17 Common Servicers Get your student account set up with your servicer NOW!!

18 Entrance Counseling  log in, then click “Complete Entrance Counseling”  A requirement for student loans  Explains:  borrower responsibilities  interest rates  grace periods  when to pay  how much you’ll pay  how/why to go into deferment or forbearance  what happens if you don’t pay (default)  Takes about 30-45 minutes Log in with your name, SSN, DOB, and PIN from FAFSA

19 Master Promissory Notes  log in, then click “Complete Master Promissory Note”  A legal document!  When you sign it, you promise to repay your loan(s) and any accrued interest and fees.  It includes the terms and conditions of your loan.  It is required!  Can complete online.

20 Borrower Responsibilities  It is your responsibility to contact your loan servicer and your school if you:  Change your name, address, or phone number  Stop attending school or drop below half-time enrollment  Graduate  Fail to enroll at the school that determined you were eligible to receive your loan  Do not enroll at least half time for the loan period certified by your school  Transfer to another school  You must complete exit counseling before you withdraw, graduate, or drop below half-time attendance (regardless if you plan to transfer to another school), regulations require that you complete an exit counseling session. When BRTC contacts you to do this, DO NOT IGNORE it.  Also, if you transfer to another school, you may have to redo the counseling for each school. The counseling session provides information about how to manage your student loans after college.  KNOW WHO YOU OWE AND HOW MUCH and Where you are going??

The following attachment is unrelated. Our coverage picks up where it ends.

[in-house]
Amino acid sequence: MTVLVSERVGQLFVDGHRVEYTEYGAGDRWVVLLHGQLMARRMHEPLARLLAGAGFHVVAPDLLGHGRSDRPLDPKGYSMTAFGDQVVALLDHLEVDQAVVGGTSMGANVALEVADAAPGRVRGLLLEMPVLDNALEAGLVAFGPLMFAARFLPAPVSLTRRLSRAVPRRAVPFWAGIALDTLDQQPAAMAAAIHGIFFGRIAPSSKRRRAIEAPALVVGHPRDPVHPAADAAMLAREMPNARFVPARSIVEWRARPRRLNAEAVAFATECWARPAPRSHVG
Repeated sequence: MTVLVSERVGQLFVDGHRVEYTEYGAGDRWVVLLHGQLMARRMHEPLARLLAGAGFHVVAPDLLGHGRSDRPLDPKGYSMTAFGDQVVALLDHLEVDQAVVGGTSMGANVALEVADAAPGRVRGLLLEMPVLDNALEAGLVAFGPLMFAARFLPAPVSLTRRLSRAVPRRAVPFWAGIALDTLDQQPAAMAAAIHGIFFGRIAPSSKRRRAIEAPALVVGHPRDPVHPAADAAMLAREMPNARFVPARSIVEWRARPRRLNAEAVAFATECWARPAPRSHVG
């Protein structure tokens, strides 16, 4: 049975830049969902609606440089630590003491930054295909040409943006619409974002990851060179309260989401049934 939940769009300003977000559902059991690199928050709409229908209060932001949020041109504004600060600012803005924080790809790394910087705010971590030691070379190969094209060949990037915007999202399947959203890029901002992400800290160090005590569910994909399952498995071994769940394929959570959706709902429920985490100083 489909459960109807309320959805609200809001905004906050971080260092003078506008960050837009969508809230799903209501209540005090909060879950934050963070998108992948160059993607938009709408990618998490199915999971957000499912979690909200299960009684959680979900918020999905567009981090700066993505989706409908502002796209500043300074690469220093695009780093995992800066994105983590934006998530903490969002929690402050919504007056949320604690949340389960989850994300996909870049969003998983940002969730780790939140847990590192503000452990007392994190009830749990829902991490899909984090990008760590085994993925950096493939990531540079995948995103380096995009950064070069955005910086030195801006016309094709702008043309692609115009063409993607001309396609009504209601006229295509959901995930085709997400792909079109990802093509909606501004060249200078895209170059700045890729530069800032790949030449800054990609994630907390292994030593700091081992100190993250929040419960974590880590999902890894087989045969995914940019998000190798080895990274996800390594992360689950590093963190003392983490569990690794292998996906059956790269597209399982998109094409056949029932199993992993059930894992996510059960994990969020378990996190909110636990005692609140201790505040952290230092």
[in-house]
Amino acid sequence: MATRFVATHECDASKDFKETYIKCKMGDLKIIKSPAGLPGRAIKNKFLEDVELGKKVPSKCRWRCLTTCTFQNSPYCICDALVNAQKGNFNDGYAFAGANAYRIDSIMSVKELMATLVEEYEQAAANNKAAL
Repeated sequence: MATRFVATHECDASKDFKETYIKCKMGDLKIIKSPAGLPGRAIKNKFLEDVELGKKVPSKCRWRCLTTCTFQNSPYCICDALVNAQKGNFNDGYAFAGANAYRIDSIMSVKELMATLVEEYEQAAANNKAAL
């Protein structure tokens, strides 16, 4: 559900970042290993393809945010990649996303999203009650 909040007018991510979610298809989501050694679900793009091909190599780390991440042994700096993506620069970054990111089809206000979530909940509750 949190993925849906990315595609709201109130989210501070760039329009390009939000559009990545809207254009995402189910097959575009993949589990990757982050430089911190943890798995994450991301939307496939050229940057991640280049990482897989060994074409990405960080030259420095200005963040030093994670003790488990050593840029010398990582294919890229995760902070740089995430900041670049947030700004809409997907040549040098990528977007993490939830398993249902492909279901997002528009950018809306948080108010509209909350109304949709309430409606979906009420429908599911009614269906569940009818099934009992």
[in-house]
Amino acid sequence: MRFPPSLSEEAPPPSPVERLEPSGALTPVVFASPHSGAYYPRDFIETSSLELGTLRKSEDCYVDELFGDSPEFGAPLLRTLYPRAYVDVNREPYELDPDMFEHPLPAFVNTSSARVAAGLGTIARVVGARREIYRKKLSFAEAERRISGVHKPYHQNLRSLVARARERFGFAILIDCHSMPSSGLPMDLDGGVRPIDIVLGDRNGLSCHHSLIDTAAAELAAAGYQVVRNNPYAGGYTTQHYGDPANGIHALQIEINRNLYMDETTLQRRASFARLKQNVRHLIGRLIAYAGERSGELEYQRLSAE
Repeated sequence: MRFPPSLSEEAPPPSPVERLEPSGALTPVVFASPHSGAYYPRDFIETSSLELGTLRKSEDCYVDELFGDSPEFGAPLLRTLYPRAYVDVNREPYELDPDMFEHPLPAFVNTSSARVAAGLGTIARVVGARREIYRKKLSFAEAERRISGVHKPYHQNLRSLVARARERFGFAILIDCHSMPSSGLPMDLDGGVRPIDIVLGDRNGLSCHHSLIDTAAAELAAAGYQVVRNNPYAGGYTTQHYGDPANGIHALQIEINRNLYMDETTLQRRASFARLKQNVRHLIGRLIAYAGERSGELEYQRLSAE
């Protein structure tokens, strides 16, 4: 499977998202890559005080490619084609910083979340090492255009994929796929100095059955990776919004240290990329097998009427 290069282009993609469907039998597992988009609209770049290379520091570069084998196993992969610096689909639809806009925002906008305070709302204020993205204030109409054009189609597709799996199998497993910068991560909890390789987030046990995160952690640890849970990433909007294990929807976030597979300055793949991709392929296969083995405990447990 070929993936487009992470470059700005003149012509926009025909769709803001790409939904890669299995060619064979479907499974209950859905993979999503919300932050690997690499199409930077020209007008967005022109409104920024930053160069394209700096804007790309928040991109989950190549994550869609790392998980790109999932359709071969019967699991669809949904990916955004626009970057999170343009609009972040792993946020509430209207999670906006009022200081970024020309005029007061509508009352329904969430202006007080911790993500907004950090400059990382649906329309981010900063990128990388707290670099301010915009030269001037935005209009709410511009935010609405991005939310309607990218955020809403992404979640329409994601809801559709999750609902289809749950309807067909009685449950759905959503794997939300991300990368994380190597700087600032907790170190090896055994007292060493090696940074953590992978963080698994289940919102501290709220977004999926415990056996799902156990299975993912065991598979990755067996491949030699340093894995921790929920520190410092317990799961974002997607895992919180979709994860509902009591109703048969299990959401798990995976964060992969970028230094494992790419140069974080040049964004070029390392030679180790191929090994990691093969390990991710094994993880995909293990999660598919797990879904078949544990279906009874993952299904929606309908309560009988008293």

21 Grace Period  Begins when you graduate, withdraw, or drop to less than half-time status  You only get one, and it only lasts 6 months.  You will receive your repayment obligation, which includes:  Date payments are to begin (Payment is expected even if you do not receive a payment booklet or monthly statement.)  Monthly payment amount  Repayment terms  Current principal balance  Interest rate

22 Things That Affect Eligibility for Financial Aid at BRTC  Completed Financial Aid file- do the FAFSA  Submitting ALL required documents to BRTC Financial Aid Office. Financial Aid Office will notify you by mail of missing documents and then you must remember to submit them to us. This may be veiwed on Campus Connect under the “Review Aid” option.  Previous attendance at other institutions-  Must have ALL official transcripts from previously attended schools before Financial Aid awards will be approved  Satisfactory Academic Progress-(SAP) -- maintaining a 2.00 term & cumulative GA and completing required minimum amount of courses each term  Maximum eligibility limits for Pell and Loans – on the Loan Application

23 SAP-REVIEW AND CHANGES  Must be enrolled in an approved degree or certificate program.  Must be enrolled in a minimum of six (6) credit hours per semester for loan eligibility.  Minimum Cumulative GPA is 2.00.  Maximum Hours Example:  Required Allowed Attempted Hrs  Must complete your program in the 150% timeframe allowed for Financial Aid Associate of Arts Degree 60 credit ours90 hours AAS Registered Nursing 69 credit hours 104 hours AAS Business Technology 60 hours90 hours